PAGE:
"Why Otsuka Furniture Failed: Customers are Not Satisfied with Low Prices, It's Not Just About Being a Furniture Store"

Glasp

Hatched by Glasp

Aug 18, 2023

3 min read

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"Why Otsuka Furniture Failed: Customers are Not Satisfied with Low Prices, It's Not Just About Being a Furniture Store"

The Keystone ICU Project, implemented at hospitals in Michigan, introduced a checklist strategy that aimed to improve patient outcomes. This project highlighted an important aspect of human behavior - our tendency to overlook or undervalue solutions that we have already discovered. It is common for us to underutilize old solutions, even if they are considered best practices, simply because we feel that we have already considered them.

One of the key reasons for this underutilization is the misconception that "everybody already knows that." We assume that if everyone is aware of a particular solution, then they must already be implementing it. However, this assumption is often far from the truth. Just because something is known doesn't mean it is being put into practice. We often get caught up in the allure of new solutions, believing that innovation is the only way to make real progress. But sometimes, the most effective answers are the ones we already have at our disposal.

This notion can be applied to various fields and industries. Take the case of Otsuka Furniture, a company that failed to thrive despite offering low-priced products. The typical assumption is that customers are always looking for the cheapest options, but Otsuka Furniture's downfall proves otherwise. The failure of the company can be attributed to the fact that customers are not solely focused on price. While affordability is a factor, customers also value quality, customer service, and overall experience. Otsuka Furniture's business model, centered solely around low prices, failed to meet these additional customer expectations. It serves as a reminder that success lies not in simply following a trend or assuming what customers want, but in truly understanding their needs and delivering on them.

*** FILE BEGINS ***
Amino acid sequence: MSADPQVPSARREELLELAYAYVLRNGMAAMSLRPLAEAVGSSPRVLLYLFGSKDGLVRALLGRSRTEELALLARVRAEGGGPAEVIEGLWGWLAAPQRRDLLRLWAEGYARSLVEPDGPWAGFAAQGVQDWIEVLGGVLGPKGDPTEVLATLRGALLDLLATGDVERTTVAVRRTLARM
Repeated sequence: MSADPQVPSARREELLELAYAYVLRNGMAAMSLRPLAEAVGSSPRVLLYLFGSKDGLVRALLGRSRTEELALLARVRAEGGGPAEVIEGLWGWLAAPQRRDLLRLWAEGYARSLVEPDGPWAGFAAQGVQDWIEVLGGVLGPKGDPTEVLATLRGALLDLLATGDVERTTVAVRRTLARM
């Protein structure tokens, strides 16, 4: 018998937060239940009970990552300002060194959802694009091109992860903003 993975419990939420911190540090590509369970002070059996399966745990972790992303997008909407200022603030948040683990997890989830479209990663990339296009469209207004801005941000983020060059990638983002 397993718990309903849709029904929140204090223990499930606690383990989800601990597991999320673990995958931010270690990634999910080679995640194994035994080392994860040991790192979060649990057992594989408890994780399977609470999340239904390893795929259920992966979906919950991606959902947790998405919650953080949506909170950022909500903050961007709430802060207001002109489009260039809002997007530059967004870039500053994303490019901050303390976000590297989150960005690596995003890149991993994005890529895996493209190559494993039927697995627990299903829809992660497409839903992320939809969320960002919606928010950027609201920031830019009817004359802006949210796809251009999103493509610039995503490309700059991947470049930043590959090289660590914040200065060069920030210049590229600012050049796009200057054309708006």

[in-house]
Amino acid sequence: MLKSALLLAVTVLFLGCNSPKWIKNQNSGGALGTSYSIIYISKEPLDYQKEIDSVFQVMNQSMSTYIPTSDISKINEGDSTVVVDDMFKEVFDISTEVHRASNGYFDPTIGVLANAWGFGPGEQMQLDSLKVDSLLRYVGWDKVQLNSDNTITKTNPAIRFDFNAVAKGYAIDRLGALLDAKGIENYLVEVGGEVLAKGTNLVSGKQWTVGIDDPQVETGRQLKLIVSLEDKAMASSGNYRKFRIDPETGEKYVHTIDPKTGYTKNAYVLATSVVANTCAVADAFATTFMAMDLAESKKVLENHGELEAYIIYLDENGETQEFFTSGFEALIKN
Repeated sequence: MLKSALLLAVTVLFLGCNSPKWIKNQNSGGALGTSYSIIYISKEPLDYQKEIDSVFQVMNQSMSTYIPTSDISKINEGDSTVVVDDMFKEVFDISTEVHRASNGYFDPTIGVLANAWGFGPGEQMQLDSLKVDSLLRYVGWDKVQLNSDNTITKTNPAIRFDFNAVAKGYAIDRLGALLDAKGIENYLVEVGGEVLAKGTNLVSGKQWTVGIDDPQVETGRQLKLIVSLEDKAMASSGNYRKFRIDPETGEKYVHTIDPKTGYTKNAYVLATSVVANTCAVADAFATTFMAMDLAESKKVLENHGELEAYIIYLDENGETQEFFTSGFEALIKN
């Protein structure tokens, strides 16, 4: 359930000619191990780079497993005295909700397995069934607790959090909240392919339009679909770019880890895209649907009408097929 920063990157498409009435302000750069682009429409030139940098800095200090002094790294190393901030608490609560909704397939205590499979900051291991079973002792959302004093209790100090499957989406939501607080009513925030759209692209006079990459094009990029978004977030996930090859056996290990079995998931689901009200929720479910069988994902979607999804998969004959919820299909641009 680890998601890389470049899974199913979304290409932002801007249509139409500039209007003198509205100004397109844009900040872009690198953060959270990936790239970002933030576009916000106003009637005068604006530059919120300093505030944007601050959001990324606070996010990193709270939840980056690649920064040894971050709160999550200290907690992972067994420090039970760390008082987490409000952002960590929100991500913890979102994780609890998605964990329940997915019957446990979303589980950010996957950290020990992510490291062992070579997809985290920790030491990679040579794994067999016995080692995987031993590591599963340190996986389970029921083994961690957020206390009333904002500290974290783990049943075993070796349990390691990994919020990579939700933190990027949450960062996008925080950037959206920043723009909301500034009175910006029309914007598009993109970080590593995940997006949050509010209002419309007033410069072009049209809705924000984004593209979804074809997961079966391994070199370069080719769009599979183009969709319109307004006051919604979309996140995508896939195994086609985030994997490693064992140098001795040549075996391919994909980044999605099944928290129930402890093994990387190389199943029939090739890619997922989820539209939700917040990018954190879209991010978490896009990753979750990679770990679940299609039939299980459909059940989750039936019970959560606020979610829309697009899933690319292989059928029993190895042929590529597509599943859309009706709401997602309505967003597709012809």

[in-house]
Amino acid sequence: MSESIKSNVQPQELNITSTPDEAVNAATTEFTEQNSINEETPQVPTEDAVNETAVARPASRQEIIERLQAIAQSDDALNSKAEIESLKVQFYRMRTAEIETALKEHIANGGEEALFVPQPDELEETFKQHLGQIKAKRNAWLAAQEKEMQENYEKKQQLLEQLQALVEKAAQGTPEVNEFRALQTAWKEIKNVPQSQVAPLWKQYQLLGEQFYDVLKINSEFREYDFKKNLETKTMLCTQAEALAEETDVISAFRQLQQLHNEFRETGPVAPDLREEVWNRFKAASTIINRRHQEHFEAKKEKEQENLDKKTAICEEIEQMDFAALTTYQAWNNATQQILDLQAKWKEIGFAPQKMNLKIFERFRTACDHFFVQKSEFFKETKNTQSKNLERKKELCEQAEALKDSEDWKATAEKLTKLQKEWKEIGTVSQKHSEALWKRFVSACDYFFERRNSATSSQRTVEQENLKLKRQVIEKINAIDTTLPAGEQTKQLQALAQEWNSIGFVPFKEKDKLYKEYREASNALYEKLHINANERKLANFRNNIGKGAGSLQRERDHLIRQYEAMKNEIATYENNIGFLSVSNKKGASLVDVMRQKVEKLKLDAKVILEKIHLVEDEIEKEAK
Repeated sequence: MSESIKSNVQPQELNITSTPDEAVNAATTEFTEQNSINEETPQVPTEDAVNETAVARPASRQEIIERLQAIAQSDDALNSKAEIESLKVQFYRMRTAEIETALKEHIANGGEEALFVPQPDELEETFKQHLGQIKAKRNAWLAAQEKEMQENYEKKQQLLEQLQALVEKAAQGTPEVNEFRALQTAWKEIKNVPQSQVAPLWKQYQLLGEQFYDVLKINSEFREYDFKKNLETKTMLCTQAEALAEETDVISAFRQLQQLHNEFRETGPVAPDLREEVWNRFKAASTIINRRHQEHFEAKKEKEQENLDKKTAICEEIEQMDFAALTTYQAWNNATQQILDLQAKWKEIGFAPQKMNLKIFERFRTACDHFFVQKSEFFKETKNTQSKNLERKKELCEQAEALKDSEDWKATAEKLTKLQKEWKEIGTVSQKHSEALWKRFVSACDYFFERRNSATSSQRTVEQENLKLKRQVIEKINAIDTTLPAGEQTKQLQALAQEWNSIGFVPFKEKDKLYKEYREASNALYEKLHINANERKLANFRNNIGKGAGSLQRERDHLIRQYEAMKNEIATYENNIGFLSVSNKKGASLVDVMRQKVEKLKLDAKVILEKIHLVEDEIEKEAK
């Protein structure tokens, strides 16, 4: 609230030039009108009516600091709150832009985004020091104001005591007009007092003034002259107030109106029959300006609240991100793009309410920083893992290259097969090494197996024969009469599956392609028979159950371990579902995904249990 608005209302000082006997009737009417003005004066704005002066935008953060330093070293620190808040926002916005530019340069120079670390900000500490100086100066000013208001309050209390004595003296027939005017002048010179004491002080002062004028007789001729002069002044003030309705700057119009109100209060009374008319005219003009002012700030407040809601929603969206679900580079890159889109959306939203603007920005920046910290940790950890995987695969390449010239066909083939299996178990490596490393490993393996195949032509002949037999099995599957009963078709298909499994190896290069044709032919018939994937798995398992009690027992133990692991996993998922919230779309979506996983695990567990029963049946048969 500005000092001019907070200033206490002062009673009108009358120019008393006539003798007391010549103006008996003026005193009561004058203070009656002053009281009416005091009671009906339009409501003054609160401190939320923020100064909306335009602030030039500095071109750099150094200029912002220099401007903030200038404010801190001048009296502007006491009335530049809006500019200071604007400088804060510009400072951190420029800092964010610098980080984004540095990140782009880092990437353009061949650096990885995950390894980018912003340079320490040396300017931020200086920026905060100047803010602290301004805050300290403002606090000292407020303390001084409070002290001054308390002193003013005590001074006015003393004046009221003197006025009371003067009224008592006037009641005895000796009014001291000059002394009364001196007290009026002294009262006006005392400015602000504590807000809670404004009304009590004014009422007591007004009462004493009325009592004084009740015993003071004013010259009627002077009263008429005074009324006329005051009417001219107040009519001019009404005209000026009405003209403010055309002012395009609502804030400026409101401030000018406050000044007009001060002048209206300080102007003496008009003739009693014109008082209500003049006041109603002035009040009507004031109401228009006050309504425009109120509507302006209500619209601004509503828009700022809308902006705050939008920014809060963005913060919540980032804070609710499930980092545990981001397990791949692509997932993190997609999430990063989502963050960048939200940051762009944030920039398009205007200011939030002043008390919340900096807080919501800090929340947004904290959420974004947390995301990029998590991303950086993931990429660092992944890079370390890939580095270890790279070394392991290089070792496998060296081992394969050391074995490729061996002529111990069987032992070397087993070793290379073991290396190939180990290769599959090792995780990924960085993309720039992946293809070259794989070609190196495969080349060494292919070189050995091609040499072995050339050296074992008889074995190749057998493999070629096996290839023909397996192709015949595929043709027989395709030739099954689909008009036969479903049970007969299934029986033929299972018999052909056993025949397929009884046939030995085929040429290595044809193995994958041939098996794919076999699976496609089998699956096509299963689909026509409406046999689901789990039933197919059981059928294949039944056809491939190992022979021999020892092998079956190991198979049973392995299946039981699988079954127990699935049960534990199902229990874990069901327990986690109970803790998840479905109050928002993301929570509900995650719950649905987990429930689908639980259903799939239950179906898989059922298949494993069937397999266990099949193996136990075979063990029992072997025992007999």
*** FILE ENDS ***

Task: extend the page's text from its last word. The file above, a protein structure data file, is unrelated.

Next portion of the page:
In both the case of the Keystone ICU Project and Otsuka Furniture, the common thread is the underutilization of existing solutions. We often dismiss these solutions as boring or outdated, believing that progress can only be achieved through new and groundbreaking ideas. However, progress often hides behind these seemingly mundane solutions and underused insights. It is in mastering the fundamentals and leveraging what we already know that we can truly make a difference.

So, how can we apply this principle of "doing more of what already works" in our own lives and endeavors? Here are three actionable pieces of advice:

  • 1. Take inventory of your existing knowledge and solutions: Before seeking out new ideas or strategies, assess what you already know and have tried. Often, the answers we seek are right in front of us, waiting to be recognized and utilized.
  • 2. Embrace the power of simplicity: Boring solutions may not be as glamorous or exciting, but they can be incredibly effective. Don't overlook the basics in pursuit of complexity. Sometimes, the simplest solutions can yield the best results.
  • 3. Understand your audience or customers: Whether you're running a business or working on a project, take the time to truly understand your audience or customers. Don't assume that you know what they want or need. Engage with them, listen to their feedback, and tailor your solutions to meet their specific preferences and requirements.

In conclusion, the idea of "doing more of what already works" challenges our inclination to always seek out new solutions. It reminds us that progress doesn't always require innovation; sometimes, it simply demands a deeper understanding and utilization of what we already know. By embracing this mindset, we can unlock hidden potential, achieve better results, and ultimately make a lasting impact.

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